Future seasons of ABC's The Bachelorette
will want to avoid most of the things that happened in the 2017 finale. It's best for the continuation of the franchise if the runner-up isn't eliminated a day before their competitor. Adding to it, fans of the show liking the runner-up more than the actual "winner."
That said, there is one change that The Bachelorette season 13 finale made to its usual format that should stick around. For the first time ever, the lead was with host Chris Harrison for the entire finale.
There was special reason for Rachel Lindsay being involved in the finale way earlier than usual. The break-up with Peter before the final day of the show created a situation that needed to be addressed sooner rather than later. The Bachelorette didn't so much have a final episode and an After the Final Rose special because of the Peter situation. It mixed them together -- but it worked. Having Rachel on hand for the season 13 finale for quick interviews added an unusual, but necessary, new perspective to events.
The twist worked as well as it did because it was Rachel Lindsay in the spotlight. Rachel is so much better under pressure and in an interview situation than most leads of the franchise. Rachel, likely because of her lawyer background, knows how to give enough, but not too much, away. Rachel added the perfect dose of insight without tipping her hand too much about what was coming in the finale episode. Rachel might have a head start because of her occupation but any lead could manage to do it with the right mindset.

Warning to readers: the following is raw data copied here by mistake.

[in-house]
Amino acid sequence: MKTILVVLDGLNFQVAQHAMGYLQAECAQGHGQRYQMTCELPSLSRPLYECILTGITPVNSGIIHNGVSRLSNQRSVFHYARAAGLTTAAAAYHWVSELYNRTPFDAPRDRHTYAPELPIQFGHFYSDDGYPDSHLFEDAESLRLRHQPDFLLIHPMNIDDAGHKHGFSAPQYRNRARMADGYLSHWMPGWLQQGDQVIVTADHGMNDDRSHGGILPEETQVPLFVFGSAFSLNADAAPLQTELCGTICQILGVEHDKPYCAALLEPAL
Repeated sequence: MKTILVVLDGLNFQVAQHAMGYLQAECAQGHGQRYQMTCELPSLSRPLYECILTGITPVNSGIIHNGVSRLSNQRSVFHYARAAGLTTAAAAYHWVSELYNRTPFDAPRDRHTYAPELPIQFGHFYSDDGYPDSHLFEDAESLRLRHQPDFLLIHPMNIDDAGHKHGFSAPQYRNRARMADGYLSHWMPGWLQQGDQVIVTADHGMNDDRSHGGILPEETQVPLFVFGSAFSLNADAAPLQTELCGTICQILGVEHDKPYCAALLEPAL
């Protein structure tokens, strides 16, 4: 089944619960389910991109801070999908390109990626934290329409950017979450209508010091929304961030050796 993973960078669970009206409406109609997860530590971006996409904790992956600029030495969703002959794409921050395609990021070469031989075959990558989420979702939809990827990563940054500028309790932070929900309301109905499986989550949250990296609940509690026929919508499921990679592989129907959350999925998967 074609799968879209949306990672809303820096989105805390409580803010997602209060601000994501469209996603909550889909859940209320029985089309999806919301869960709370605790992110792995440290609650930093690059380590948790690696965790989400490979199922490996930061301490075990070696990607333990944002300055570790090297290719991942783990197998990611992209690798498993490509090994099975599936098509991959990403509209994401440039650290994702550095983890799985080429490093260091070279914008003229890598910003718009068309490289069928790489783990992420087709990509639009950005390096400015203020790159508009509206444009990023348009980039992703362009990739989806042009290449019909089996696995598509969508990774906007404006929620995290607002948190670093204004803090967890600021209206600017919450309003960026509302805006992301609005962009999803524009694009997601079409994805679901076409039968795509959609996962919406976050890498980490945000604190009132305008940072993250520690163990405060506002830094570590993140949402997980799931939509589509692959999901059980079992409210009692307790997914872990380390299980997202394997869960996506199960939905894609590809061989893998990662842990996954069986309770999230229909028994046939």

The confessionals give viewers an idea about what the people on the show are thinking but only in that relative moment in time. Rachel Lindsay being there at the Bachelorette finale not only added more perspective to her thoughts during the show but it was perspective that came with time. It was new and different, not just a repetition of the episode. Though obviously a part of the show, it felt enough separated that it was constructive and interesting. The interviews might have broken up the flow of the episode but only in way that added to the episode It wasn't a distraction. Rachel didn't comment on every commercial break but only when it seemed appropriate.
After the Final Rose might be live but it always feels like everything that happens on it has been agreed upon beforehand and everyone has at least a vague idea of what is coming. This wasn't the case with the season 13 finale. The finale taking periodic timeouts to get Rachel's opinion and memories of the episode was far more interesting (and realistic) than the usual wrap-up interview formula on After the Final Rose. The answers were not only more immediate but far less rehearsed than usual. The new twist to proceedings made the finale feel more of a cohesive unit, which is necessary in a three-hour TV event. It wasn't just an episode with unnecessary and overly produced After the Final Rose following it, everything came altogether.
The Bachelorette season 13 finale wasn't perfect. Particularly at the end with the break-up and subsequent interview with Peter, since it completely spoiled the actual end to the season. This is really just a symptom of the messiness that was the whole Peter situation rather than having anything to do with Rachel being present for the finale. As unpopular as the finale might among fans, this twist was one of the best things about it.